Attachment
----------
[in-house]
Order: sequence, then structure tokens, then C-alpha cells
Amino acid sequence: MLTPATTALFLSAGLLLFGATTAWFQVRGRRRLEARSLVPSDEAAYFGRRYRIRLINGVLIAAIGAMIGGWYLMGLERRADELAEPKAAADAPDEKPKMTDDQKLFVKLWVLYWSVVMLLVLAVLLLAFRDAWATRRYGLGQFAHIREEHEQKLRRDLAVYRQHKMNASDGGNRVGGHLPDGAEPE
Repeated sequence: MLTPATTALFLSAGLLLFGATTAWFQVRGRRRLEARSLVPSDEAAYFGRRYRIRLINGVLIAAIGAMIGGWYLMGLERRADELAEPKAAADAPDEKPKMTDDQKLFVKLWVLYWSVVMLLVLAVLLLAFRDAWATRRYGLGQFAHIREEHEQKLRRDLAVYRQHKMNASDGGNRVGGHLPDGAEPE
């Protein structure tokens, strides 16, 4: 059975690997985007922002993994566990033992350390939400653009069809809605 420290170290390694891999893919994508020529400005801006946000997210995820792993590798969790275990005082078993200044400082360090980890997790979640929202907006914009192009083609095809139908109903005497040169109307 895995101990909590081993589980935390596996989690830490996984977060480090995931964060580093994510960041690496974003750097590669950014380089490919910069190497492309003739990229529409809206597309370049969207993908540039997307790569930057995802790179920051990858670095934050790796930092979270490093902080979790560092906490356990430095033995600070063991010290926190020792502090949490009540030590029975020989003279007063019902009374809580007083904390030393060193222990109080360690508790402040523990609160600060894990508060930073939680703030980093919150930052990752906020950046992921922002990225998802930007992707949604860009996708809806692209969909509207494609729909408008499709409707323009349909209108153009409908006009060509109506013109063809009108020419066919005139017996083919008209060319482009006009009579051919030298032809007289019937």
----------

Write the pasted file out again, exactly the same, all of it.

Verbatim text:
[in-house]
Order: sequence, then structure tokens, then C-alpha cells
Amino acid sequence: MLTPATTALFLSAGLLLFGATTAWFQVRGRRRLEARSLVPSDEAAYFGRRYRIRLINGVLIAAIGAMIGGWYLMGLERRADELAEPKAAADAPDEKPKMTDDQKLFVKLWVLYWSVVMLLVLAVLLLAFRDAWATRRYGLGQFAHIREEHEQKLRRDLAVYRQHKMNASDGGNRVGGHLPDGAEPE
Repeated sequence: MLTPATTALFLSAGLLLFGATTAWFQVRGRRRLEARSLVPSDEAAYFGRRYRIRLINGVLIAAIGAMIGGWYLMGLERRADELAEPKAAADAPDEKPKMTDDQKLFVKLWVLYWSVVMLLVLAVLLLAFRDAWATRRYGLGQFAHIREEHEQKLRRDLAVYRQHKMNASDGGNRVGGHLPDGAEPE
């Protein structure tokens, strides 16, 4: 059975690997985007922002993994566990033992350390939400653009069809809605 420290170290390694891999893919994508020529400005801006946000997210995820792993590798969790275990005082078993200044400082360090980890997790979640929202907006914009192009083609095809139908109903005497040169109307 895995101990909590081993589980935390596996989690830490996984977060480090995931964060580093994510960041690496974003750097590669950014380089490919910069190497492309003739990229529409809206597309370049969207993908540039997307790569930057995802790179920051990858670095934050790796930092979270490093902080979790560092906490356990430095033995600070063991010290926190020792502090949490009540030590029975020989003279007063019902009374809580007083904390030393060193222990109080360690508790402040523990609160600060894990508060930073939680703030980093919150930052990752906020950046992921922002990225998802930007992707949604860009996708809806692209969909509207494609729909408008499709409707323009349909209108153009409908006009060509109506013109063809009108020419066919005139017996083919008209060319482009006009009579051919030298032809007289019937």